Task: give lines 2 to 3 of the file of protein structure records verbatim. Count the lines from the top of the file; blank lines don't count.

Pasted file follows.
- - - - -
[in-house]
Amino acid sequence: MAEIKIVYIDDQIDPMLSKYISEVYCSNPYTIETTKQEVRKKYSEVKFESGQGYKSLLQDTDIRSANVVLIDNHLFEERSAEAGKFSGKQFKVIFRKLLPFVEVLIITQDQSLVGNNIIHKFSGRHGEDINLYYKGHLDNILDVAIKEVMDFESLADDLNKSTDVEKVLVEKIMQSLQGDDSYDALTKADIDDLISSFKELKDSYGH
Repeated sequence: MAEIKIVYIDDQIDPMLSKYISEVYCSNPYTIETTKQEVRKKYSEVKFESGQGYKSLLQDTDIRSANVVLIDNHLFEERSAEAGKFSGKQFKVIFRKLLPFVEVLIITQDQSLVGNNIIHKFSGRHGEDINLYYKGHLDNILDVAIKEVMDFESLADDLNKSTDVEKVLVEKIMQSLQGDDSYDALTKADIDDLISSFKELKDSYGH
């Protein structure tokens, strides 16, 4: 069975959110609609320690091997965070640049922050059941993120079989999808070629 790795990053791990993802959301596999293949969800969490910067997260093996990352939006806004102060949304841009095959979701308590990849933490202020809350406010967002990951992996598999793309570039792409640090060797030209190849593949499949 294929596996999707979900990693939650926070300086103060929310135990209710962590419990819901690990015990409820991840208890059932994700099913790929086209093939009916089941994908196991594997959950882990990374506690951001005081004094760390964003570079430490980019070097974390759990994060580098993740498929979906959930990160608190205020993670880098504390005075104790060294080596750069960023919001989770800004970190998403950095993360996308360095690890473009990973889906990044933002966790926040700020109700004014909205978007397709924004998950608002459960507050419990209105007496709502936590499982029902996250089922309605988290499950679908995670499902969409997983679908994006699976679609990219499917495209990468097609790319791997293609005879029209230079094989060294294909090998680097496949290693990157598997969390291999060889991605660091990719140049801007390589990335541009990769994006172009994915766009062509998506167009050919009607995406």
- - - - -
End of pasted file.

Amino acid sequence: MAEIKIVYIDDQIDPMLSKYISEVYCSNPYTIETTKQEVRKKYSEVKFESGQGYKSLLQDTDIRSANVVLIDNHLFEERSAEAGKFSGKQFKVIFRKLLPFVEVLIITQDQSLVGNNIIHKFSGRHGEDINLYYKGHLDNILDVAIKEVMDFESLADDLNKSTDVEKVLVEKIMQSLQGDDSYDALTKADIDDLISSFKELKDSYGH
Repeated sequence: MAEIKIVYIDDQIDPMLSKYISEVYCSNPYTIETTKQEVRKKYSEVKFESGQGYKSLLQDTDIRSANVVLIDNHLFEERSAEAGKFSGKQFKVIFRKLLPFVEVLIITQDQSLVGNNIIHKFSGRHGEDINLYYKGHLDNILDVAIKEVMDFESLADDLNKSTDVEKVLVEKIMQSLQGDDSYDALTKADIDDLISSFKELKDSYGH